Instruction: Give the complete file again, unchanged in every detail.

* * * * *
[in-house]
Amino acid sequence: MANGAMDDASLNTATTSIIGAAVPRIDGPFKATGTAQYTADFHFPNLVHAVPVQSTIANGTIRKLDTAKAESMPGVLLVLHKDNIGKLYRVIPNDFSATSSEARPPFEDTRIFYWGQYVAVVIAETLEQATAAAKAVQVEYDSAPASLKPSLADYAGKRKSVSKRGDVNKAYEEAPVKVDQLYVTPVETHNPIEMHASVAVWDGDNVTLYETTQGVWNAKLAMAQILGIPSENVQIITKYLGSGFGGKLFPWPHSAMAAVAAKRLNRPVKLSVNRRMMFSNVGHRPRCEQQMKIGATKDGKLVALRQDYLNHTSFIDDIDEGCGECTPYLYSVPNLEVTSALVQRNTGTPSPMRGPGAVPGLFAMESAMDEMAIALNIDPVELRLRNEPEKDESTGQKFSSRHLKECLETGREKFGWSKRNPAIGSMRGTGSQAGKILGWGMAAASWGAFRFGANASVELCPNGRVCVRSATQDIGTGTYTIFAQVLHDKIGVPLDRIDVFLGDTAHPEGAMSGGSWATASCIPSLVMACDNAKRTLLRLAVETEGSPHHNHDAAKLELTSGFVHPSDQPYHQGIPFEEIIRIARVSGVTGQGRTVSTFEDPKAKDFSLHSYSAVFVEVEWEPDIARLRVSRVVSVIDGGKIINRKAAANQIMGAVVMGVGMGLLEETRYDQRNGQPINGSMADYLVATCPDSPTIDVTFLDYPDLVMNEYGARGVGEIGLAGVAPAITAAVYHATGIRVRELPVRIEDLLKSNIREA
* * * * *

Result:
[in-house]
Amino acid sequence: MANGAMDDASLNTATTSIIGAAVPRIDGPFKATGTAQYTADFHFPNLVHAVPVQSTIANGTIRKLDTAKAESMPGVLLVLHKDNIGKLYRVIPNDFSATSSEARPPFEDTRIFYWGQYVAVVIAETLEQATAAAKAVQVEYDSAPASLKPSLADYAGKRKSVSKRGDVNKAYEEAPVKVDQLYVTPVETHNPIEMHASVAVWDGDNVTLYETTQGVWNAKLAMAQILGIPSENVQIITKYLGSGFGGKLFPWPHSAMAAVAAKRLNRPVKLSVNRRMMFSNVGHRPRCEQQMKIGATKDGKLVALRQDYLNHTSFIDDIDEGCGECTPYLYSVPNLEVTSALVQRNTGTPSPMRGPGAVPGLFAMESAMDEMAIALNIDPVELRLRNEPEKDESTGQKFSSRHLKECLETGREKFGWSKRNPAIGSMRGTGSQAGKILGWGMAAASWGAFRFGANASVELCPNGRVCVRSATQDIGTGTYTIFAQVLHDKIGVPLDRIDVFLGDTAHPEGAMSGGSWATASCIPSLVMACDNAKRTLLRLAVETEGSPHHNHDAAKLELTSGFVHPSDQPYHQGIPFEEIIRIARVSGVTGQGRTVSTFEDPKAKDFSLHSYSAVFVEVEWEPDIARLRVSRVVSVIDGGKIINRKAAANQIMGAVVMGVGMGLLEETRYDQRNGQPINGSMADYLVATCPDSPTIDVTFLDYPDLVMNEYGARGVGEIGLAGVAPAITAAVYHATGIRVRELPVRIEDLLKSNIREA